Identifying the filing requirements for trusts and estates can be a frustrating and burdensome task. If you are an executor, trustee, or fiduciary, we’re here to help make your job a little easier.
From filing mandatory estate tax returns using Form 1041 to fiduciary accounting services for estates and trusts in Maui, our team of certified public accountants is here to assist you.
Contact us today for a free initial consultation. Our mission is to offer you quality accounting services that help you navigate the complexities of trust and estates laws in Maui.
Trusts and estates with annual gross income over $600 must file an annual income tax return using Form 1041. The form reports all the income, deductions, gains, losses, and distributions of an estate or trust. A Schedule K-1 is produced with Form 1041 for each beneficiary, showing his or her share of the income and deductions.
With the estate tax laws constantly in flux, we actively keep abreast of the newest laws at both the Federal and State level. Currently, a federal estate tax return is only required for estates exceeding $5.4 million in value.
If you’re unsure about whether an estate tax return needs to be filed, please contact us for a free initial consultation.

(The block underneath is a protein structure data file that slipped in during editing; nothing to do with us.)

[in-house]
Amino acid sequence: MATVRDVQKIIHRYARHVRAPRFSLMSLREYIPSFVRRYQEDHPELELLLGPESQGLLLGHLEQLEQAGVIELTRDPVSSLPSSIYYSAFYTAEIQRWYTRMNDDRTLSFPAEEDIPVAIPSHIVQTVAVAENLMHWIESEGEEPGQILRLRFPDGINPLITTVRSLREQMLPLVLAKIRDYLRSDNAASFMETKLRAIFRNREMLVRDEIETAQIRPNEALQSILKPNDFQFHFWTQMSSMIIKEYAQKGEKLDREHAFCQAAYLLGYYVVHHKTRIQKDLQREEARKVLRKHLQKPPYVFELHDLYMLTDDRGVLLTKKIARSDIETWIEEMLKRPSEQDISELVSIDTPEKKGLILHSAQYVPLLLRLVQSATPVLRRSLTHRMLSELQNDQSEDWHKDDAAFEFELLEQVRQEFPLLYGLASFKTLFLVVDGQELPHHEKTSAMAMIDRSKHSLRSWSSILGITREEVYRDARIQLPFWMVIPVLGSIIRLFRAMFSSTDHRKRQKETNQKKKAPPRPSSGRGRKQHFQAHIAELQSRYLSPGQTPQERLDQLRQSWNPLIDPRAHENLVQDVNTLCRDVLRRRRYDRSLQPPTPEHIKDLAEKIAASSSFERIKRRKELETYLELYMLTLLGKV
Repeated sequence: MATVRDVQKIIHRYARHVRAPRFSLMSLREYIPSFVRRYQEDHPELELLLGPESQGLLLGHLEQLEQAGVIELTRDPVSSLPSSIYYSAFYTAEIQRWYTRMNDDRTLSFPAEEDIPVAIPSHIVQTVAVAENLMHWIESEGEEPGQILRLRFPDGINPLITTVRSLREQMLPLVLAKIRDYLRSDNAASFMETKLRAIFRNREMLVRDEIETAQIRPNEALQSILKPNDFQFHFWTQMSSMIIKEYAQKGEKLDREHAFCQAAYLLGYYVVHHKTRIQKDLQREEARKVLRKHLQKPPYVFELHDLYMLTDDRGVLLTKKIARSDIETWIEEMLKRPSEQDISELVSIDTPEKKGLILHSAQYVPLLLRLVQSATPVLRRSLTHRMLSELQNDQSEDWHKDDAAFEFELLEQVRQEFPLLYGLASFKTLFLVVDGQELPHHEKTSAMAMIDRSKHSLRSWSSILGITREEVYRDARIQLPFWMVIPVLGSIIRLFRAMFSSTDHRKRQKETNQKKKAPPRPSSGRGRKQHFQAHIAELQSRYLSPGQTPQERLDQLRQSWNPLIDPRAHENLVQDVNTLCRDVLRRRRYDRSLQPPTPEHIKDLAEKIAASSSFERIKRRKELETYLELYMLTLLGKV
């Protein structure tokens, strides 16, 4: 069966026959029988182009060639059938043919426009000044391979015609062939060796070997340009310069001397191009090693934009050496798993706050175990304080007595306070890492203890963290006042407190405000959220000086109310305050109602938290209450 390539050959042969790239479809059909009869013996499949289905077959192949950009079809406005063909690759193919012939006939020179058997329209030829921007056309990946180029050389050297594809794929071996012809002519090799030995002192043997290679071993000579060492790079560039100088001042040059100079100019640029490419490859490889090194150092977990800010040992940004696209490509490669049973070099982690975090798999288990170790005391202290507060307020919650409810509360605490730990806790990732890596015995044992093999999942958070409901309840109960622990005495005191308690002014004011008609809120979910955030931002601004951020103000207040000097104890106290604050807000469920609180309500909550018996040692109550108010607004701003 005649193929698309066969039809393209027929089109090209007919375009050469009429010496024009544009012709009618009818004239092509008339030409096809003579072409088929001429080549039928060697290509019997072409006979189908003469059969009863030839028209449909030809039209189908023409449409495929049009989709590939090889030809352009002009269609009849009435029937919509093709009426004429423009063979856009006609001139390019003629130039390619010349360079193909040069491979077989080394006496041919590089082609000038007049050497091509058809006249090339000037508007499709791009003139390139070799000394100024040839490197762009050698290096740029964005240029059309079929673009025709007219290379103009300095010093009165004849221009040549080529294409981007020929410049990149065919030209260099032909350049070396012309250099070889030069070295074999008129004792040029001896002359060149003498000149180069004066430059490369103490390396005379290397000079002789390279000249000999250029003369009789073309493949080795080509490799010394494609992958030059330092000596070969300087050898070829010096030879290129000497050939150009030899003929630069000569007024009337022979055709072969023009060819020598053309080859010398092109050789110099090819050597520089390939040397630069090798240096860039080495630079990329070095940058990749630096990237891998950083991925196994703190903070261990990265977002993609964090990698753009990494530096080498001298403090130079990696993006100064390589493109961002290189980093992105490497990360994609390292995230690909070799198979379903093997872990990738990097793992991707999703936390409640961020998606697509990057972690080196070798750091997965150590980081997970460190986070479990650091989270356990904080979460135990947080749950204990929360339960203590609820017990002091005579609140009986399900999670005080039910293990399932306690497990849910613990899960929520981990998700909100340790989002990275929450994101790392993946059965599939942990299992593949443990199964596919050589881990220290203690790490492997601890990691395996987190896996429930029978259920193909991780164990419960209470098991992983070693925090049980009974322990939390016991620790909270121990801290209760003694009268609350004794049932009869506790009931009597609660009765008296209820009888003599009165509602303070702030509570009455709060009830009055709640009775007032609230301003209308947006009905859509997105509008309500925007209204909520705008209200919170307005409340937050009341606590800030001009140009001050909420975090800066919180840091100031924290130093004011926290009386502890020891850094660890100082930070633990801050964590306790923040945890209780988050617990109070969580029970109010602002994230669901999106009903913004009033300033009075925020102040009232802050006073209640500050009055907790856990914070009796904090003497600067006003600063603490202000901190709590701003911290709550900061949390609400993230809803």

Fiduciary accounting determines the receipts and disbursements of a trust or estate. It is important to distinguish between principal (also called “corpus”) and income since they’re often distributed separately to different beneficiaries. Expenses must be properly allocated against income and/or principal according to the will or trust documents. If you are an executor, trustee, or fiduciary, we can help you determine:
When is a gift tax return required?
Individuals are currently allowed to give up to $14,000 per year in cash or other items to an unlimited number of people. If you’re married, you can jointly give $28,000 per year to each recipient. If you exceed those limits, you should consider filing a federal gift tax return. Gifting can be an excellent estate planning tool as long as you’re mindful of the tax consequences.
If you make a deal with a relative to sell them assets, such as a house, a car, or an interest in a business, the IRS wants to know about it. If the sale price does not reflect fair market value, the IRS treats the transaction as a taxable gift and requires you to file a gift tax return.
Learn to use the gifting rules to your advantage and avoid gift and estate tax headaches in the future. Call us and we’ll be happy to advise you.